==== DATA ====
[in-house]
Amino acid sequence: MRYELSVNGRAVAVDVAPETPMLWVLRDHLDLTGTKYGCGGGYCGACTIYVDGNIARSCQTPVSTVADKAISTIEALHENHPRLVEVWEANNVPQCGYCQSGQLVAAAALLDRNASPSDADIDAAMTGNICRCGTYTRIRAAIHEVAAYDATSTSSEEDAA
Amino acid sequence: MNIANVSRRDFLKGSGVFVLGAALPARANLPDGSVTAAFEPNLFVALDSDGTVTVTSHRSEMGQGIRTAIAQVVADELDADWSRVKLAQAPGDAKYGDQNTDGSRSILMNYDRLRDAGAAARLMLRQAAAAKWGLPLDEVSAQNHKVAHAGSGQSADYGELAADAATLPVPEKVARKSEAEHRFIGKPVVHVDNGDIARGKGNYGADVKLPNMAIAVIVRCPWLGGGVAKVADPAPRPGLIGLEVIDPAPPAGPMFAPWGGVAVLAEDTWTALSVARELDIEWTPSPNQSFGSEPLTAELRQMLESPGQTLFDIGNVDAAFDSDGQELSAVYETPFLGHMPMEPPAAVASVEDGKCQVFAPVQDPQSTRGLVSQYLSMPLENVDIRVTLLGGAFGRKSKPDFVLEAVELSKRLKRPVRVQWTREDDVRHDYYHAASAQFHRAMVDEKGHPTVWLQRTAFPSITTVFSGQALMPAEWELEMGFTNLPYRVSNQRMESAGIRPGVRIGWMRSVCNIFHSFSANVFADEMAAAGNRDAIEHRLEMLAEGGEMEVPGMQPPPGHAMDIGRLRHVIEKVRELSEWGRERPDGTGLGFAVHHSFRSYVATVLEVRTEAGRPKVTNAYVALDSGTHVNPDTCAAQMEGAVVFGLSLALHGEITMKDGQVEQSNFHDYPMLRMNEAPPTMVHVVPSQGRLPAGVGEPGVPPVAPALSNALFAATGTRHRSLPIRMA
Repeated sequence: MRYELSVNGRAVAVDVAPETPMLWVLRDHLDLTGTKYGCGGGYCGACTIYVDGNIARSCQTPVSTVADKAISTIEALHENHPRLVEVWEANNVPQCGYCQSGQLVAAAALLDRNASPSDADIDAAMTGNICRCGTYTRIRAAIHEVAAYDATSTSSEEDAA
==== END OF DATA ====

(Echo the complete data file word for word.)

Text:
[in-house]
Amino acid sequence: MRYELSVNGRAVAVDVAPETPMLWVLRDHLDLTGTKYGCGGGYCGACTIYVDGNIARSCQTPVSTVADKAISTIEALHENHPRLVEVWEANNVPQCGYCQSGQLVAAAALLDRNASPSDADIDAAMTGNICRCGTYTRIRAAIHEVAAYDATSTSSEEDAA
Amino acid sequence: MNIANVSRRDFLKGSGVFVLGAALPARANLPDGSVTAAFEPNLFVALDSDGTVTVTSHRSEMGQGIRTAIAQVVADELDADWSRVKLAQAPGDAKYGDQNTDGSRSILMNYDRLRDAGAAARLMLRQAAAAKWGLPLDEVSAQNHKVAHAGSGQSADYGELAADAATLPVPEKVARKSEAEHRFIGKPVVHVDNGDIARGKGNYGADVKLPNMAIAVIVRCPWLGGGVAKVADPAPRPGLIGLEVIDPAPPAGPMFAPWGGVAVLAEDTWTALSVARELDIEWTPSPNQSFGSEPLTAELRQMLESPGQTLFDIGNVDAAFDSDGQELSAVYETPFLGHMPMEPPAAVASVEDGKCQVFAPVQDPQSTRGLVSQYLSMPLENVDIRVTLLGGAFGRKSKPDFVLEAVELSKRLKRPVRVQWTREDDVRHDYYHAASAQFHRAMVDEKGHPTVWLQRTAFPSITTVFSGQALMPAEWELEMGFTNLPYRVSNQRMESAGIRPGVRIGWMRSVCNIFHSFSANVFADEMAAAGNRDAIEHRLEMLAEGGEMEVPGMQPPPGHAMDIGRLRHVIEKVRELSEWGRERPDGTGLGFAVHHSFRSYVATVLEVRTEAGRPKVTNAYVALDSGTHVNPDTCAAQMEGAVVFGLSLALHGEITMKDGQVEQSNFHDYPMLRMNEAPPTMVHVVPSQGRLPAGVGEPGVPPVAPALSNALFAATGTRHRSLPIRMA
Repeated sequence: MRYELSVNGRAVAVDVAPETPMLWVLRDHLDLTGTKYGCGGGYCGACTIYVDGNIARSCQTPVSTVADKAISTIEALHENHPRLVEVWEANNVPQCGYCQSGQLVAAAALLDRNASPSDADIDAAMTGNICRCGTYTRIRAAIHEVAAYDATSTSSEEDAA